I don’t want to hear “Just let it go.” I want to hear useful ideas about how to proceed.

No Dancing

Monday, November 18th, 2013

Jessie Wilcox smith - At the Back of the North Wind

 

When I saw a few moments of the Cancer Dance video on the evening news, I was dismayed. The news people smiled and exchanged platitudes about courage and healing. Wouldn’t it be wonderful, they mused, if people everywhere were inspired by the dancing mastectomy patient to face cancer with such joy?

If you’re reading this and you have cancer, and you like the dancing, please forgive me for my bad attitude.

I just feel that it’s one more way to pressure people into masking their trauma and fear and grief. BE HAPPY! Find a silver lining! Things could be worse! Be thankful for the ‘lesson’ of cancer or death!

Our culture offers nothing for the grief-stricken. We just want them to keep quiet or go away. What if some women insisted on wearing black mourning clothes to her mastectomy, to say goodbye to her breasts? That video would not go viral.

I will never be “over” my loss and I will always grieve. I accept that but no one else does, except for the parents I see on online forums, who express their anguish and desperation to strangers who have Been There. Online People can be remarkably patient and compassionate. Real Life people get sick of your morose demeanor. They get sick of hearing you ask with complete sincerity, “Why doesn’t so-and-so just kill themself?” They are upset by your negativity. And they feel helpless in the face of such intractable sadness.

A couple of nights ago, I chatted online with a total stranger who seemed really smart and really nice. I told her my story and asked what to do about facing or avoiding my dark constant companion, as I think of it.

She asked a few questions and then told me that grief was noble. She advised me to look for people I could help, and to honor my son however I could.  Her words were a huge comfort.

I’m going to just feel noble instead of hating myself for being sad. I’m not going to dance and act happy, because I’m not a model of courage and positivism. And If I find out I have cancer, I’m going to make a big fuss and take to my bed.  I wish America were like Africa, with shaman elders to dance around and perform some rituals for us who have lost our children or breasts or limbs or sanity.

At least there are wise strangers out there in cyberspace.

Lou Reed, Good Riddance

Saturday, November 2nd, 2013

lou-reed

My memory of hearing the Velvet Underground for the first time is indelible in every detail. I had just moved to London and I was sixteen and up for anything. I was smoking hash with some guys I’d just met, sitting around stoned in their dark attic flat, when someone put on “Sister Ray.” I was transported to another dimension,  thrilling and unspeakably depraved.

I loved the Velvet Underground. By the time Max was in high school, he loved them too.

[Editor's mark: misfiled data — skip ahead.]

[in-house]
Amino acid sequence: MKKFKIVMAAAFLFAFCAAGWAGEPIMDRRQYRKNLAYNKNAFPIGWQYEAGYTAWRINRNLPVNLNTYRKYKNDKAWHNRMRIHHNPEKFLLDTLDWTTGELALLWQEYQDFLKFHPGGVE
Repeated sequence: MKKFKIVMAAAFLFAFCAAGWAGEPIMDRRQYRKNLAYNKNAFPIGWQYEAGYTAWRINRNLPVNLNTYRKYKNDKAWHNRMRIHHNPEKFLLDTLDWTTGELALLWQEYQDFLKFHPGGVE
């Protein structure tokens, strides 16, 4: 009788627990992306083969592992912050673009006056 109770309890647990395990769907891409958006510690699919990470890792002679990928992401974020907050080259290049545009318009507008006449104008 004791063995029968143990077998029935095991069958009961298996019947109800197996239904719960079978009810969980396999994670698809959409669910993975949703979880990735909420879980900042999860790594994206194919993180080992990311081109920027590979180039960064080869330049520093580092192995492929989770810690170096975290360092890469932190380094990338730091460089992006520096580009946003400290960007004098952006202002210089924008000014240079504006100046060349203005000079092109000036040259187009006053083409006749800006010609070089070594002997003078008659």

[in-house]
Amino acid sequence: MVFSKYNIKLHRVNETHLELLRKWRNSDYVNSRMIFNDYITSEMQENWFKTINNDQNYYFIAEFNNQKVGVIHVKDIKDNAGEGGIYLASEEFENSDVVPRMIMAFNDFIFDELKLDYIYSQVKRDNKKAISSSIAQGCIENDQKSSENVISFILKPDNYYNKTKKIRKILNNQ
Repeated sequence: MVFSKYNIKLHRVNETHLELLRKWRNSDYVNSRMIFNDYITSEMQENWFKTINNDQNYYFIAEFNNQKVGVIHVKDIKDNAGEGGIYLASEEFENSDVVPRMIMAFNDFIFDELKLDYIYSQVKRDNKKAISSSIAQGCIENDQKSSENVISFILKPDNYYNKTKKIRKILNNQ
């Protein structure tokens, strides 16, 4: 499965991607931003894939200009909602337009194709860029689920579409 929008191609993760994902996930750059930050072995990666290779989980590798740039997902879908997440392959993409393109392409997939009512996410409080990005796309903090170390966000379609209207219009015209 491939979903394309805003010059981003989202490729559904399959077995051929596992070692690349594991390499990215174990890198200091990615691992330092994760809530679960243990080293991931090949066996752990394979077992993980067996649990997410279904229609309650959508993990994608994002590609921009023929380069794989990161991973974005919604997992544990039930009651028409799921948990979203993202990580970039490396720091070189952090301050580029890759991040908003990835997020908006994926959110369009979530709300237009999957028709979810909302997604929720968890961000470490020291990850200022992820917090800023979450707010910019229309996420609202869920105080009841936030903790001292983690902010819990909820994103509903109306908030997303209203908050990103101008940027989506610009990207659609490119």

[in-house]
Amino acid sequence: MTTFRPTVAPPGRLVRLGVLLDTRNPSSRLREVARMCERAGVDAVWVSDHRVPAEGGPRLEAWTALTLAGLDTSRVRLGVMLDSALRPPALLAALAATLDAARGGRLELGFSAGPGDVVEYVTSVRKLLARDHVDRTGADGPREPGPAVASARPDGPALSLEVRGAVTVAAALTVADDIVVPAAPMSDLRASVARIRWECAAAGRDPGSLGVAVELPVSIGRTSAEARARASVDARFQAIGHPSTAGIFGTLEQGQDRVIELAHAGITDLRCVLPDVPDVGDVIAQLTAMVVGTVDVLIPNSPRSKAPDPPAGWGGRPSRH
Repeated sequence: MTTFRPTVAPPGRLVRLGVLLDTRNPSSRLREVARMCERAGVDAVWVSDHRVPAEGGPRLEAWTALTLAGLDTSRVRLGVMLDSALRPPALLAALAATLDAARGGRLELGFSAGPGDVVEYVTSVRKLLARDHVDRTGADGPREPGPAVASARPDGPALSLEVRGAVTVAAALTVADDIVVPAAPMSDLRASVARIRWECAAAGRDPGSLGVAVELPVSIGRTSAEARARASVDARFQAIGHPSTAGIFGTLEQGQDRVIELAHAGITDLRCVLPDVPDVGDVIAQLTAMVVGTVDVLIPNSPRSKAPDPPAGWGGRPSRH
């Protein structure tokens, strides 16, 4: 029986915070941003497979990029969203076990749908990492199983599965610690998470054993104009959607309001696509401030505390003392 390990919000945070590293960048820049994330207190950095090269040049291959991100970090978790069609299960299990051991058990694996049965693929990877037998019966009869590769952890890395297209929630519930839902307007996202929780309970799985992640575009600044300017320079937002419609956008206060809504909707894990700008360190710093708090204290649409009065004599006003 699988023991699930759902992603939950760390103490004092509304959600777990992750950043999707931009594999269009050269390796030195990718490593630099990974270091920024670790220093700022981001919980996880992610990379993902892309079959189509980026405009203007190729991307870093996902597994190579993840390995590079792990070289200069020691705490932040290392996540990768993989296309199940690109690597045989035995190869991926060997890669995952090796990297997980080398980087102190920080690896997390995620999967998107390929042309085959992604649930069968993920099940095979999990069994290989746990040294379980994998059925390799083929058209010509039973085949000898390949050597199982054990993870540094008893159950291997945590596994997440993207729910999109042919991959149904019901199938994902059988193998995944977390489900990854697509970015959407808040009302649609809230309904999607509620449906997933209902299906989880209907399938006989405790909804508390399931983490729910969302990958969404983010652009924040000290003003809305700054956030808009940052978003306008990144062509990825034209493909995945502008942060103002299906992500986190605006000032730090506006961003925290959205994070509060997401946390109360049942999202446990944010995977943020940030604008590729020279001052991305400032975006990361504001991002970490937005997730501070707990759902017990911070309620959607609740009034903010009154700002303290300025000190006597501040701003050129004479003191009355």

But in the last 15 years, I have come to hate Lou Reed, so his death left me cold. Big deal, is my feeling; he wasted a liver that should have gone to someone younger. Expressing my antipathy to Lou Reed on Facebook brought me new enemies and inflamed old ones. I guess that’s what Facebook is all about.

The problem, for me, is that Lou Reed was a willing and eager role model for young musicians who admired his stance as a flagrant dope-loving junkie, whose love-songs to dope make Keith Richard look like a Catholic schoolgirl. For those drawn to the dark side, Lou was a formidable siren. He made heroin synonymous with coolness.

I know you can’t blame artists for the actions of their followers. Marilyn Manson was rightly annoyed when people blamed him for the Columbine shootings. Gangsta rap might offend you, but it doesn’t turn law-abiding kids into gangsters.

Still, young people are vulnerable. They are searching for an ‘identity’ as they struggle to break away from their parents’ dominion. And a rock star who glamorizes intravenous drug use is a real problem. The worst thing Madonna’s fans could do was to go around looking like a slut. And they did. But fucking Lou Reed has lured kids into hospitals, Hep C and early graves.

I wish he had wised up early and had cautioned people not to romanticize heroin. Even William Burroughs described addiction as a gruesome nightmare of endless need and decaying flesh. But not Lou. For the last ten years at least, Lou Reed has appeared all over the place, blathering drunkenly about how important he is, or how important his friends are. Just a few months ago, I heard him blabbing about his friends Marina Abramovich, Yoko, Anthony Hegarty (who he kept calling ‘Ant’) and on and on. He was an asshole.

Max didn’t live long enough to see what an asshole Lou Reed was. He learned that heroin was a rocky path without glamour or romance, but then it was too late.

Lou Reed didn’t persuade me to use a needle, but maybe if I’d been a boy with a guitar things would have been different. If I was god, I’d go back and erase Lou Reed. I would also make sure that people knew about depression in children, so it couldn’t go on unchecked. I would trade the entire musical output of Lou Reed for the two kids I met in rehab who died from an overdose.

Fuck you Lou, and the horse you rode in on.